The Chapter appears to be divided into three parts, all of which are related in one way or another to the human faculty of speech: Passuk 1, P’sukim 2-4, and P’sukim 5-7.
In the first part, David is expressing the awesome power of “Tefila,” Prayer, and also the fact that it is possible for some human beings to assume the role of evil oppressors, and other human beings to assume the roles of innocent sheep. That HaShem is always on the side of the “underdog,” as it says in Kohelet (3:15), “And the L-rd will intervene in behalf of the oppressed.” And that HaShem has assigned tremendous power to the human being to invoke Divine aid, by means of prayer, as he says, (Tehilim 120:1), “When I was in distress, I cried out to G-d, and He answered me.”
In the second part, David, who understands that ultimately, (Tehilim 116,11), “…all men are liars,” nevertheless we should seek HaShem’s aid in keeping us away from lies and falsehood. A particular scourge is “lashon hara,” “evil speech” which is the utterance of words that will harm another, whether true or false. Tragically, it was this abuse of our power of speech that played a central causative role in the destruction of the Second Temple. These words are like “sharp arrows,” inflicting injury at a distance, allowing the one who shot the arrows to pretend, and even to believe, that he was only practicing archery. We ask HaShem to protect us from falsehood and from hurtful speech.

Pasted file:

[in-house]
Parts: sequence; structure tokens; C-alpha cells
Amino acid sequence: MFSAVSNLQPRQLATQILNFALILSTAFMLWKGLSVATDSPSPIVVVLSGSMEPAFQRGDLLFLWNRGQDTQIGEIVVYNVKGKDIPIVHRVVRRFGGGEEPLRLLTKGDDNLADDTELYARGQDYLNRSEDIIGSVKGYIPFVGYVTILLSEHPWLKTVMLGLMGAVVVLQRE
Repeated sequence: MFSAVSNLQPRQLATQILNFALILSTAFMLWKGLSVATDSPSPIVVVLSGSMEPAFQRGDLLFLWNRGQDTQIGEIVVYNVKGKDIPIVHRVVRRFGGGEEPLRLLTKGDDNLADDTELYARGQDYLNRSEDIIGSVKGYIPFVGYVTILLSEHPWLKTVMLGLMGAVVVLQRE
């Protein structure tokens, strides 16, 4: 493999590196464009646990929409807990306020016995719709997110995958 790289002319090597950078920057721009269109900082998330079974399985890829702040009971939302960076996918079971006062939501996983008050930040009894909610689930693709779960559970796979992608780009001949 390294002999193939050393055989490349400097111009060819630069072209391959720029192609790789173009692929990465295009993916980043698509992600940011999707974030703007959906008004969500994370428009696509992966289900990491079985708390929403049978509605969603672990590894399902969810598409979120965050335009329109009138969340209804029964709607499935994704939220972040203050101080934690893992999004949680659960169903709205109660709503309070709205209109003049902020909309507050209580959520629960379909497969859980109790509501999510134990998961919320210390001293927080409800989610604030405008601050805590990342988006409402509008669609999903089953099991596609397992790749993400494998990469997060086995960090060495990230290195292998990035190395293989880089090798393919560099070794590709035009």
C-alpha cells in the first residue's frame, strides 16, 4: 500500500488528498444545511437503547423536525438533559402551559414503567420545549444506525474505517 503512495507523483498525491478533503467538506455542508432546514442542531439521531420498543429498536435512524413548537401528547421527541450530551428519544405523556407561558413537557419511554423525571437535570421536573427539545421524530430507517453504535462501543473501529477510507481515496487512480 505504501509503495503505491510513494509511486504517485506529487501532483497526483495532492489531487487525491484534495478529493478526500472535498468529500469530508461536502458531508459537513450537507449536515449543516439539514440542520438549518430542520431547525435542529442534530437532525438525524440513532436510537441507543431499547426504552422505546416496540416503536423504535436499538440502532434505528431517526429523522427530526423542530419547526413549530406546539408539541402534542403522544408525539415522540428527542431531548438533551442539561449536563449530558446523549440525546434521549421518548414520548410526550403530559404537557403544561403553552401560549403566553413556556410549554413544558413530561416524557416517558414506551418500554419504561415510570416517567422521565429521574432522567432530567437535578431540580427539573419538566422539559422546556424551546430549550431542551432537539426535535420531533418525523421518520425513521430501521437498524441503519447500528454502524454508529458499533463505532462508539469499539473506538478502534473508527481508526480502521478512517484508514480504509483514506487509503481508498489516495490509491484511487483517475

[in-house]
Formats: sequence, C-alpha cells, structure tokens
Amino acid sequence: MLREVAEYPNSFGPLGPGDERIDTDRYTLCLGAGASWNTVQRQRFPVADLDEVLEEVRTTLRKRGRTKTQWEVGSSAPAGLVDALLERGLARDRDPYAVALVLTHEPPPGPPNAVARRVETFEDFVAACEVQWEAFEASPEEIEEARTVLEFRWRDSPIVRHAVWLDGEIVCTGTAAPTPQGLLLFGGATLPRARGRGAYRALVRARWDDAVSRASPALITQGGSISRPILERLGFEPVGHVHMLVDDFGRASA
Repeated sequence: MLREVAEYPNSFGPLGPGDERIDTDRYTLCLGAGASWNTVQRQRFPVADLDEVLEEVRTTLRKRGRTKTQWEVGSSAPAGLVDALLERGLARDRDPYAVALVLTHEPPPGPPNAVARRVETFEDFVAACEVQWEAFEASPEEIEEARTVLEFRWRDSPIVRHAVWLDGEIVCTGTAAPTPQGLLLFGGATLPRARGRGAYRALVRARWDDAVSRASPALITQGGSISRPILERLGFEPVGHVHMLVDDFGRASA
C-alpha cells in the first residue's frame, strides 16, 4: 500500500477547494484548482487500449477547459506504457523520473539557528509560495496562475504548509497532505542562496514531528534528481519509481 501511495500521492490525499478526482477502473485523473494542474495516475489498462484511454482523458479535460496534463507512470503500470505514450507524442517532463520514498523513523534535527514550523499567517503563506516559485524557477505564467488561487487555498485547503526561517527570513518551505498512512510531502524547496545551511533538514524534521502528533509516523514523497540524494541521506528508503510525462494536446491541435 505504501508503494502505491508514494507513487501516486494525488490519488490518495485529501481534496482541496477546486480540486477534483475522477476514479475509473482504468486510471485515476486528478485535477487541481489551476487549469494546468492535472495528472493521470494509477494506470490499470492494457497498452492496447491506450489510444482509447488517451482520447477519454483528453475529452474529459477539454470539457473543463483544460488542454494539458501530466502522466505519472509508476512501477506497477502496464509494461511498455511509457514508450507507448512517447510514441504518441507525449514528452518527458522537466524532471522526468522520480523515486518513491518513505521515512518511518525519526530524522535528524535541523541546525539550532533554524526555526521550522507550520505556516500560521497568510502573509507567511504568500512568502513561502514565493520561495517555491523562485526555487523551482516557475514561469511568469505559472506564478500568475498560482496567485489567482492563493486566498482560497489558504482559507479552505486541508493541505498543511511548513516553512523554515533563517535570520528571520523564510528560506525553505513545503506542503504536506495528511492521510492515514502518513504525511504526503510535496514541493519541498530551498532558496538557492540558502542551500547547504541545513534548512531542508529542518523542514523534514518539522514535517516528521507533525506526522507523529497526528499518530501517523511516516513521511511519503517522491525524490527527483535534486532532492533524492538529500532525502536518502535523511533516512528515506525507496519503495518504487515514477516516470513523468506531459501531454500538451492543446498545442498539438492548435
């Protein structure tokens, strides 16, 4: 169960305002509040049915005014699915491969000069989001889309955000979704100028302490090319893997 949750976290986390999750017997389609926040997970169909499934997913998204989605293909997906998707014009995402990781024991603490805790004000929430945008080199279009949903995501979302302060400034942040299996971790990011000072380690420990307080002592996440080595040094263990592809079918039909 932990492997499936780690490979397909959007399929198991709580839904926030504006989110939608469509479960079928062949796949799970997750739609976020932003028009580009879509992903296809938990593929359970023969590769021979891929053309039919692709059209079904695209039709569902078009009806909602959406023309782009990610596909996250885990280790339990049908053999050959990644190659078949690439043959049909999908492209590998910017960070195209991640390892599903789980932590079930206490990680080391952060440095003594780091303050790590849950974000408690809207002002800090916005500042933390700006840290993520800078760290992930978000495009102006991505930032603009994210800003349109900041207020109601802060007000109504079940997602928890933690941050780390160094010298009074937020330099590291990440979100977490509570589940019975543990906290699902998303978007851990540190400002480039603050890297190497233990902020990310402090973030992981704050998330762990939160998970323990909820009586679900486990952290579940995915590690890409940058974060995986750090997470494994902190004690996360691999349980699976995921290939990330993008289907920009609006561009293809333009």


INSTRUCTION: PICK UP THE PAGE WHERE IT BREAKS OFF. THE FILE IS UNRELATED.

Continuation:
Finally, in the third part, we ask, with David, for HaShem to protect us from our enemies, especially the ones we are dealing with now, late in the time of our Exile; namely, the descendants of Yishmael, “who dwell in the tents of Kedar,” our present “peace partners.” For them, falsehood is reality. They wish only to destroy us, and even when “I am for peace, and wish to negotiate, they are for war” (Tehilim 120:7).